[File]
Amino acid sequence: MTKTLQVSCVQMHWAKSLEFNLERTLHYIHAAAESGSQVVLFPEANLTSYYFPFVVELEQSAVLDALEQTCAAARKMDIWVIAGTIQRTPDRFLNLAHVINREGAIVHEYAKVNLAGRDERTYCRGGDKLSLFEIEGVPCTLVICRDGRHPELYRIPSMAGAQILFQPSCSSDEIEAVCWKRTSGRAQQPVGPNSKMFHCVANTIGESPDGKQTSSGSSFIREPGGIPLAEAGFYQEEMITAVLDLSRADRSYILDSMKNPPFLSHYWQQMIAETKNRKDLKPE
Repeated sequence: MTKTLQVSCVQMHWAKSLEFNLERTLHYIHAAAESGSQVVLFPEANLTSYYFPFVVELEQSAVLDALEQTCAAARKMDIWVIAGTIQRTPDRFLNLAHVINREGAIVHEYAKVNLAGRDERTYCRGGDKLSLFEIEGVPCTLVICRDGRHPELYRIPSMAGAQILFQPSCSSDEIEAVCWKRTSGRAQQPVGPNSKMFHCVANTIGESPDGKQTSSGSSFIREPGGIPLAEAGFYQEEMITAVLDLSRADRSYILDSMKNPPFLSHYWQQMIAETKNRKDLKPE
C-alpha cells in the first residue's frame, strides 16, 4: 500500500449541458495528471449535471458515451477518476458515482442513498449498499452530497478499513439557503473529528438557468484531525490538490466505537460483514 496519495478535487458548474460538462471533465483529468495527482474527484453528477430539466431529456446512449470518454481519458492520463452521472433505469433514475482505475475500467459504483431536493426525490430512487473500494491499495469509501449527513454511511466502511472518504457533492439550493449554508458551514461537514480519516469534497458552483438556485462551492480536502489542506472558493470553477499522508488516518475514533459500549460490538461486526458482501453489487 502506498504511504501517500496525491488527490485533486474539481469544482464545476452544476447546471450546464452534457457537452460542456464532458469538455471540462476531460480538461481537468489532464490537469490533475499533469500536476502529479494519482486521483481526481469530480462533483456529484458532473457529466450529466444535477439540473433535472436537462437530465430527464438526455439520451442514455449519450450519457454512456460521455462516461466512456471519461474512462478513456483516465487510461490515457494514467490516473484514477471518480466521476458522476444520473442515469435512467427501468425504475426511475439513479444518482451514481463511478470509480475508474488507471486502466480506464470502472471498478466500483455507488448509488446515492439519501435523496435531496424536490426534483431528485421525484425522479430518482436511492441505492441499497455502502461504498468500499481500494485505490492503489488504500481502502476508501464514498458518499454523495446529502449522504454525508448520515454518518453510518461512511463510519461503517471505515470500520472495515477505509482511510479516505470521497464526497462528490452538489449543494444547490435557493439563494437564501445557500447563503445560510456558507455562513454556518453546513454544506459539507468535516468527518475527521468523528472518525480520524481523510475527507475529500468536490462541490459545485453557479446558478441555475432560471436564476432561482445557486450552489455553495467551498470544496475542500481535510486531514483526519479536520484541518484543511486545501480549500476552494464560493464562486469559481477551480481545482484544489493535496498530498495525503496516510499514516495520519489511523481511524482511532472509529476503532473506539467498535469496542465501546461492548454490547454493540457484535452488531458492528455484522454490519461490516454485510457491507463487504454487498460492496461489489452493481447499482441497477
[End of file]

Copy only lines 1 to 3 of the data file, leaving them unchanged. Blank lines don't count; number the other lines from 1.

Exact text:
Amino acid sequence: MTKTLQVSCVQMHWAKSLEFNLERTLHYIHAAAESGSQVVLFPEANLTSYYFPFVVELEQSAVLDALEQTCAAARKMDIWVIAGTIQRTPDRFLNLAHVINREGAIVHEYAKVNLAGRDERTYCRGGDKLSLFEIEGVPCTLVICRDGRHPELYRIPSMAGAQILFQPSCSSDEIEAVCWKRTSGRAQQPVGPNSKMFHCVANTIGESPDGKQTSSGSSFIREPGGIPLAEAGFYQEEMITAVLDLSRADRSYILDSMKNPPFLSHYWQQMIAETKNRKDLKPE
Repeated sequence: MTKTLQVSCVQMHWAKSLEFNLERTLHYIHAAAESGSQVVLFPEANLTSYYFPFVVELEQSAVLDALEQTCAAARKMDIWVIAGTIQRTPDRFLNLAHVINREGAIVHEYAKVNLAGRDERTYCRGGDKLSLFEIEGVPCTLVICRDGRHPELYRIPSMAGAQILFQPSCSSDEIEAVCWKRTSGRAQQPVGPNSKMFHCVANTIGESPDGKQTSSGSSFIREPGGIPLAEAGFYQEEMITAVLDLSRADRSYILDSMKNPPFLSHYWQQMIAETKNRKDLKPE
C-alpha cells in the first residue's frame, strides 16, 4: 500500500449541458495528471449535471458515451477518476458515482442513498449498499452530497478499513439557503473529528438557468484531525490538490466505537460483514 496519495478535487458548474460538462471533465483529468495527482474527484453528477430539466431529456446512449470518454481519458492520463452521472433505469433514475482505475475500467459504483431536493426525490430512487473500494491499495469509501449527513454511511466502511472518504457533492439550493449554508458551514461537514480519516469534497458552483438556485462551492480536502489542506472558493470553477499522508488516518475514533459500549460490538461486526458482501453489487 502506498504511504501517500496525491488527490485533486474539481469544482464545476452544476447546471450546464452534457457537452460542456464532458469538455471540462476531460480538461481537468489532464490537469490533475499533469500536476502529479494519482486521483481526481469530480462533483456529484458532473457529466450529466444535477439540473433535472436537462437530465430527464438526455439520451442514455449519450450519457454512456460521455462516461466512456471519461474512462478513456483516465487510461490515457494514467490516473484514477471518480466521476458522476444520473442515469435512467427501468425504475426511475439513479444518482451514481463511478470509480475508474488507471486502466480506464470502472471498478466500483455507488448509488446515492439519501435523496435531496424536490426534483431528485421525484425522479430518482436511492441505492441499497455502502461504498468500499481500494485505490492503489488504500481502502476508501464514498458518499454523495446529502449522504454525508448520515454518518453510518461512511463510519461503517471505515470500520472495515477505509482511510479516505470521497464526497462528490452538489449543494444547490435557493439563494437564501445557500447563503445560510456558507455562513454556518453546513454544506459539507468535516468527518475527521468523528472518525480520524481523510475527507475529500468536490462541490459545485453557479446558478441555475432560471436564476432561482445557486450552489455553495467551498470544496475542500481535510486531514483526519479536520484541518484543511486545501480549500476552494464560493464562486469559481477551480481545482484544489493535496498530498495525503496516510499514516495520519489511523481511524482511532472509529476503532473506539467498535469496542465501546461492548454490547454493540457484535452488531458492528455484522454490519461490516454485510457491507463487504454487498460492496461489489452493481447499482441497477